Could Centamin PLC, Xcite Energy Limited & Barratt Developments Plc Help You Retire Early?

Three stocks which have enjoyed mixed fortunes but which all trade at seemingly attractive valuations are Centamin (LSE: CEY), Xcite Energy Limited (LSE: XEL) and Barratt Developments (LSE: BDEV).

In this article I’ll ask whether any of these firms have the potential to deliver life-changing profits for investors.


Egypt-based gold miner Centamin has doubled the money of investors who were brave enough to buy in when the shares hit a low of 30p in summer 2013. That’s an impressive achievement considering that the price of gold has fallen steadily since then.

The shares have doubled because Centamin’s problems weren’t to do with costs or productivity. The company faced the possible loss of its mining licence due to alleged irregularities. That legal case is still going on but it’s on the back burner. The outcome is expected to be more favourable than it was two years ago.

Centamin itself is a surprisingly profitable business. The firm’s cash costs of production during the third quarter were $767 per ounce, while all-in sustaining costs were $918/oz. Both figures are well below the current gold price of around $1,070/oz., giving me confidence in broker forecasts for a profit of $83m this year.

Centamin has no debt and had net cash and equivalents of $216m at the end of September. The shares trade on a 2016 forecast P/E of 11 and offer a prospective yield of 2.7%. If you believe the risk of operating in Egypt is acceptable, then Centamin could be worth a look.

Xcite Energy

Xcite Energy remains a hot topic of discussion among private investors, but is effectively in limbo. The firm needs a partner to fund the development of its Bentley heavy oil field in the North Sea.

Bentley has a discounted net present value (NPV10) of $1.9bn. The company estimates the full field development life-cycle cost at $35 per barrel. On this basis, Bentley could be profitable even with oil trading below $50 per barrel.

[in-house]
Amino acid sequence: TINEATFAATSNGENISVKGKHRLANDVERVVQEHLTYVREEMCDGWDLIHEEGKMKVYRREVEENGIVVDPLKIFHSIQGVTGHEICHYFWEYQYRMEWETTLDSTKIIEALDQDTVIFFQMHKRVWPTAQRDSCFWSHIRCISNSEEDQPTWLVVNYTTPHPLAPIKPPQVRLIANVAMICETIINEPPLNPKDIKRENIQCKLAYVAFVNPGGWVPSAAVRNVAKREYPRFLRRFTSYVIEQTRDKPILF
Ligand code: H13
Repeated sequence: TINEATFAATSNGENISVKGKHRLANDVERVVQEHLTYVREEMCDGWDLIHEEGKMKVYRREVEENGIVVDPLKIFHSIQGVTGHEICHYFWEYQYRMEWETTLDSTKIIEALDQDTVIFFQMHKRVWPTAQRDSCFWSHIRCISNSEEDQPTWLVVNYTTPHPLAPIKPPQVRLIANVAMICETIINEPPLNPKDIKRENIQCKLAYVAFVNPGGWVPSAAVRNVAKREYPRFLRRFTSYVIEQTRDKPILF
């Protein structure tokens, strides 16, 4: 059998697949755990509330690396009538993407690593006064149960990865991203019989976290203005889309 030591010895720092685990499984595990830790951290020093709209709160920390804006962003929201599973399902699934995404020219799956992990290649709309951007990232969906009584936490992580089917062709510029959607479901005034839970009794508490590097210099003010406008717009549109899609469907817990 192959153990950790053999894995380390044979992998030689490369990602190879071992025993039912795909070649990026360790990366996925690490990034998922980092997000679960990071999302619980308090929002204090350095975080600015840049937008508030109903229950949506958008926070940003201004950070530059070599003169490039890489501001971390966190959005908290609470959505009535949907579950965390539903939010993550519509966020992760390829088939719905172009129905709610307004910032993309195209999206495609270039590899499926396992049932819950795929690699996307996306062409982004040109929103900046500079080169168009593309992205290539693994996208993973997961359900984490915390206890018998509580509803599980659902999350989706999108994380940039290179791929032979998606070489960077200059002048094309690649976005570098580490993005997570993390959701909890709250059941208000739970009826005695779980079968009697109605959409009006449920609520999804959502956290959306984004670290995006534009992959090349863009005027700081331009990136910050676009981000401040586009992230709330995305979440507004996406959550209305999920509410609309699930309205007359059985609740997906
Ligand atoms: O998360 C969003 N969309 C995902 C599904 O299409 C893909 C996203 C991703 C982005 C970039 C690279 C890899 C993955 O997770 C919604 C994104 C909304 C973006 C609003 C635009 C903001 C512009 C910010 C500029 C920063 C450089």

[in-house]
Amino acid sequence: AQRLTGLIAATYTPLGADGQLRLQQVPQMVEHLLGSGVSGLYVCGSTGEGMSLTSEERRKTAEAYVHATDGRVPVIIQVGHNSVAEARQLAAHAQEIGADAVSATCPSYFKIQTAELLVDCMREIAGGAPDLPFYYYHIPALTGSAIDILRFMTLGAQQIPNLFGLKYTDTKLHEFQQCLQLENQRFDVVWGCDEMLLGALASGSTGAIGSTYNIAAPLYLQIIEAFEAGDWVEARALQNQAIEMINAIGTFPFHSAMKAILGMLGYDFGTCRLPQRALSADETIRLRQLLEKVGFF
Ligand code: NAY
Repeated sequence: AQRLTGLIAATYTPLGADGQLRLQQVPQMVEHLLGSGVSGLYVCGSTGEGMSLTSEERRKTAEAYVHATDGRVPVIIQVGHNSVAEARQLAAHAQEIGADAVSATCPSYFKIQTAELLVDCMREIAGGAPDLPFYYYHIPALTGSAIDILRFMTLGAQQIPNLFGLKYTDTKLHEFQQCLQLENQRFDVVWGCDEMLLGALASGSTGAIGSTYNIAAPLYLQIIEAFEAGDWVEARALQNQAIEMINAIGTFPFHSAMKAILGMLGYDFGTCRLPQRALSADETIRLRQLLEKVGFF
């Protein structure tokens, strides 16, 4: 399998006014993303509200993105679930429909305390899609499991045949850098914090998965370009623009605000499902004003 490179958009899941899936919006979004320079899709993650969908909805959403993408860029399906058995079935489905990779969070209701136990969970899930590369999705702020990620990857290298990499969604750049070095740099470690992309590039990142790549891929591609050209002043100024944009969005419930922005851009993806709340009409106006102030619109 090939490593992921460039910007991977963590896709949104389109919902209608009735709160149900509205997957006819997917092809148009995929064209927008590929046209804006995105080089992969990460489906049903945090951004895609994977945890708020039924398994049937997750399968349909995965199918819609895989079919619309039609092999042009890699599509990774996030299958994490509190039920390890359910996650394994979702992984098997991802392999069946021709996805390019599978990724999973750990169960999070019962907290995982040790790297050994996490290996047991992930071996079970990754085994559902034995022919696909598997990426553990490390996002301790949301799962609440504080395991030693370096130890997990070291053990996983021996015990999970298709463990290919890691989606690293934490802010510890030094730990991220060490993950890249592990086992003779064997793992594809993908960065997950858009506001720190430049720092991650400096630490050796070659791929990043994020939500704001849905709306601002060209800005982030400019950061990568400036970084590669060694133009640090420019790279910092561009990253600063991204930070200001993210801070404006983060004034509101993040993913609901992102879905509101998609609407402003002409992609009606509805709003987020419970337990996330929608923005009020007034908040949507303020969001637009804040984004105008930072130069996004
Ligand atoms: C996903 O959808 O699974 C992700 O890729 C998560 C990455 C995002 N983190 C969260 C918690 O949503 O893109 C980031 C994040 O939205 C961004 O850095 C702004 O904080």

The problem is that developing Bentley would require a lot of up-front investment. There’s no appetite for this among oil investors at the moment. Bentley’s heavy oil may also sell at a discount to lighter Brent crude, narrowing potential profit margins.

Xcite had a cash balance of $34m at the end of June. This gives the firm some breathing room, but I don’t think it rates a buy.

Barratt Development

Housebuilder Barratt is now down by nearly 15% from the record highs seen earlier this year. However, it’s worth putting that in perspective. Barratt shares are still worth 620% more than they were five years ago!

It would be easy to think that it’s too late to buy Barratt. Indeed, I’m pretty sure that the shares will not double in value again.

However, the housing market remains constrained by the limited supply of new housing. Prices appear stable and interest rates remains low. Barratt could continue to deliver fat profit margins and generous dividends for several more years.

Barratt shares currently trade on around 9.8 times 2016/17 forecast earnings. They offer a prospective yield of 5.2% for the current year, rising to 6.2% next year. That seems like an attractive income to me. Investors just need to be ready to sell when the market does start to turn.

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Roland Head has no position in any shares mentioned. The Motley Fool UK has no position in any of the shares mentioned. We Fools don't all hold the same opinions, but we all believe that considering a diverse range of insights makes us better investors.